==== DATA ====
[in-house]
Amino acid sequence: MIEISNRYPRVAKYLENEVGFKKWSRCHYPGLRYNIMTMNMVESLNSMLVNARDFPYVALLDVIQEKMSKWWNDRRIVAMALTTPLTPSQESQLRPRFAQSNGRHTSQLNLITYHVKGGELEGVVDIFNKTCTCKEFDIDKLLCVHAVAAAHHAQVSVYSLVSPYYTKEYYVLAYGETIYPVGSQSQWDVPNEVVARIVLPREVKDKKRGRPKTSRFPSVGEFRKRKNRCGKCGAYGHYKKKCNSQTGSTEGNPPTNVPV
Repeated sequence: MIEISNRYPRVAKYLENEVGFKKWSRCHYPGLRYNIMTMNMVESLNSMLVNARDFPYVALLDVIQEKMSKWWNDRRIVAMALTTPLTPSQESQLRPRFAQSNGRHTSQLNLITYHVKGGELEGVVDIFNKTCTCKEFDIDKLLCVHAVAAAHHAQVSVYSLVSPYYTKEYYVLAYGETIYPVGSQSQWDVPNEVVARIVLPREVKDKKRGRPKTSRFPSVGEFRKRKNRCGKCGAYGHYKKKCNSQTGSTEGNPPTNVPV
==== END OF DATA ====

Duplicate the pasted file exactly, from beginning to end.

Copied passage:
[in-house]
Amino acid sequence: MIEISNRYPRVAKYLENEVGFKKWSRCHYPGLRYNIMTMNMVESLNSMLVNARDFPYVALLDVIQEKMSKWWNDRRIVAMALTTPLTPSQESQLRPRFAQSNGRHTSQLNLITYHVKGGELEGVVDIFNKTCTCKEFDIDKLLCVHAVAAAHHAQVSVYSLVSPYYTKEYYVLAYGETIYPVGSQSQWDVPNEVVARIVLPREVKDKKRGRPKTSRFPSVGEFRKRKNRCGKCGAYGHYKKKCNSQTGSTEGNPPTNVPV
Repeated sequence: MIEISNRYPRVAKYLENEVGFKKWSRCHYPGLRYNIMTMNMVESLNSMLVNARDFPYVALLDVIQEKMSKWWNDRRIVAMALTTPLTPSQESQLRPRFAQSNGRHTSQLNLITYHVKGGELEGVVDIFNKTCTCKEFDIDKLLCVHAVAAAHHAQVSVYSLVSPYYTKEYYVLAYGETIYPVGSQSQWDVPNEVVARIVLPREVKDKKRGRPKTSRFPSVGEFRKRKNRCGKCGAYGHYKKKCNSQTGSTEGNPPTNVPV